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//by: José Berrocoso//

“Cooking is not just a job for me but it is more so a way of life”

The Real Food Capital of Europe is Basque Country, of course. Located in Spain’s northernmost region and lying just below France’s southern border, this must-visit destination for food lovers is one of the highest concentrations of Michelin-starred restaurants in the world with a true respect to the Slow Food actions in Europe.
Yoseba Egaña is one of the most prestigious chefs in the recent New Basque Cuisine movement. Despite his traditional old-school kitchen background, Yoseba is an approachable, modern day chef. This modern approach in the kitchen is also visible in his cooking style, each of his dishes have a fundamentally traditional flavour pairing and cooking technique involved, which he uses to support contemporary dishes.
After some years working in the award-winning kitchens of Akelarre of Pedro Subijana, Yoseba found in the Slow Food movement his great passion. The focus is not only on nutrition, but also on preserving culture and heritage as it relates to food. NEBAK is Yoseba’s latest project, a 100% gluten-free restaurant. We meet Yoseba to learn more about this exciting venture, the revolutionary Basque cuisine and the Slow Food movement.

CP Magazine: What is your dearest memory related to food?
Yoseba Egaña: My dearest memory relating to food is definetly when I went to my granmothers’ houses for lunch. Loved the way they allowed me to play with the kitchen stuff, the food and even get my hands dirty!

CP: What first inspired you to become a chef?
YE: Probably because I loved the way people was happy with my grandmothers’ dishes: cooking at home, boiling crabs, chopping vegetables… it was fascinating to learn from them. That moment stayed in my mind. I wanted that experiencia for my day to day.


CP: A few years ago you were training with prestigious and referent of the Basque Cuisine worldwide Chef Pedro Subijana. How was that period?
YE: It was a fantastic time, I learnt a lot, enjoyed a lot and met great people.

CP: What was the best advice that chef Subijana gave you?
YE: Unlike what we say at the table, with food you do play.

CP: Tell us about a time when you remember making a mistake as a young chef: what happened, where were you working and what did you learn?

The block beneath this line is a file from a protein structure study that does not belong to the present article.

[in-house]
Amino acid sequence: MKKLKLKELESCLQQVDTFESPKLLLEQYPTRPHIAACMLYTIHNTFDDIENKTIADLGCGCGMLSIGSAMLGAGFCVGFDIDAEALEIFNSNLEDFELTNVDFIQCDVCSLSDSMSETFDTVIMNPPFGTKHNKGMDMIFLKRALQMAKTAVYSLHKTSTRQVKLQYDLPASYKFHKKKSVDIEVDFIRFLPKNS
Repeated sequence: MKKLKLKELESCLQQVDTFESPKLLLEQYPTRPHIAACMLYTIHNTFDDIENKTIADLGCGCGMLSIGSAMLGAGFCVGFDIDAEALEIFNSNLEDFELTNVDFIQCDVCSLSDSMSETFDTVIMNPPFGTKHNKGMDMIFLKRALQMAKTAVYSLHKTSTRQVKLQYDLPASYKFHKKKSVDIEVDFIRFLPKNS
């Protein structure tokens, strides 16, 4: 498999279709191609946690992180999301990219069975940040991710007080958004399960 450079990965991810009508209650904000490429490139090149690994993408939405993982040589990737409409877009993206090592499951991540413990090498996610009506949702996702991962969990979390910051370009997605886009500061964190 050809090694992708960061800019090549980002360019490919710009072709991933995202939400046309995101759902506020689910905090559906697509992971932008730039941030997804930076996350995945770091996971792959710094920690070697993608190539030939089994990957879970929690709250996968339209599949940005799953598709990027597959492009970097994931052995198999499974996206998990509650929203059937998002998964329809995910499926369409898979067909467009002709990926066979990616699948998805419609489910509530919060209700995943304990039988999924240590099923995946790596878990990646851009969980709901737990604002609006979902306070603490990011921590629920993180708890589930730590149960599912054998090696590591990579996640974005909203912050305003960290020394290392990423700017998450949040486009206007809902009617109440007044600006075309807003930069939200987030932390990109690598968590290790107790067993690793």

YE: While I was in the cooking school, we had to caramelize some creme brulée and we added baking soda instead of icing sugar, you can imagine the toxic smoke after burning the creme.
The best thing I learned was that before adding anything you always have to try it and it is a tip that I always give to new members in my team. Your eyes can deceive us, the palate cannot.

CP: It´s well-known that you are an icon of Slow Food. What does the movement mean to you?
YE: It means eating slowly. The movement preaches to eat consciously and pleasantly, with quality food. It’s not a vegetarian, vegan or radical trend as some unfortunately try to impose. With the movement, we encourage food producers and consumers to embrace and promote sustainable foods, local businesses and a slower pace of consumption.

CP: Basque cuisine has famously been avant-garde. What is currently happening within Basque cuisine that is exciting you as a chef?
YE: The new approach is rooted in the traditions of Basque Cuisine, pairing the earthy flavours and techniques of Spain’s Basque region with no make-up, no extravaganza. Fresh, locally sourced and organic produce from land and are are the Basque Cuisine building blocks right now.

CP: Your latest project, Nebak, is a 100% gluten-free restaurant. What inspired you to start a gluten-free restaurant?
YE: I noticed that were were more and more people with gluten intolerance. At the same, talking to my colleagues we realized that the original Basque cuisine does not contain gluten in much of its recipes. So we decided to start Nebak with the main idea that it would be a kitchen of integration, not of differentiation between celiacs or non-celiacs.

CP: Nebak’s gastronomic offer is a tribute to the authentic basque cuisine. In three words, how do you define Nebak?
YE: Traditional, inclusive and with an eye to detail.

CP: Is there anything that you are currently working on that we can look forward to seeing on your menu soon? How long does it take to develop a new menu or a new dish?
YE: Time is relative. It could be totally different from a dish to another. Sometimes an idea comes to you and you write it down. Then you find the best ingredients and play in the kitchen until you got what you have in your mind. Sometimes you have to try several times to find the exact flavour and texture that was In your mind.

CP: How would you add ingredients of Arab cuisine into a traditional Basque dish?
YE: Actually we already work with harissa and curry, they are some of my favourite spices. I´m always open to try new ingredients. I would love to make a gluten-free cous-cous or even a a good phyllo dough to make baklavas.

CP: Any plans to open Nebak in the GCC?
YE: My best friend, who lives in KSA, is pushing me to open Nebak in the GCC. However, I´m putting all my energy in the restaurants in Bilbao and Madrid.


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